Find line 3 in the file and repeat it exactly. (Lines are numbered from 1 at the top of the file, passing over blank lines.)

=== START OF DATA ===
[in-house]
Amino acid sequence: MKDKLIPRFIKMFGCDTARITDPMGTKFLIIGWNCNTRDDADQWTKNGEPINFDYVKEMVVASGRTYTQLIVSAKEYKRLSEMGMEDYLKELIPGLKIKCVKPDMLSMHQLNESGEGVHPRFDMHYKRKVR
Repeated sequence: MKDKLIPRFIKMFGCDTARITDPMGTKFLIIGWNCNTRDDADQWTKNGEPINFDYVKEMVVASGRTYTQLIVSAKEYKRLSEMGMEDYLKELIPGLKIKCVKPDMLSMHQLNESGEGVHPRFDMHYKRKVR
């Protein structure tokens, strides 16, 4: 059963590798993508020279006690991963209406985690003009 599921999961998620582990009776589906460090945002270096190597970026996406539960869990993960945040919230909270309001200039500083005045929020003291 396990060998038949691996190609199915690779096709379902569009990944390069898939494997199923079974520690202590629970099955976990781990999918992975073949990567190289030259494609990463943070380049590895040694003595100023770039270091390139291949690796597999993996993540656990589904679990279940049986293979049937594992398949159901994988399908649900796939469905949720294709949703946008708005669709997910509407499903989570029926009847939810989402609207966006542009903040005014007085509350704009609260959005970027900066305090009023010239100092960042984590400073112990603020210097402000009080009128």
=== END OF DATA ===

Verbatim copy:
Repeated sequence: MKDKLIPRFIKMFGCDTARITDPMGTKFLIIGWNCNTRDDADQWTKNGEPINFDYVKEMVVASGRTYTQLIVSAKEYKRLSEMGMEDYLKELIPGLKIKCVKPDMLSMHQLNESGEGVHPRFDMHYKRKVR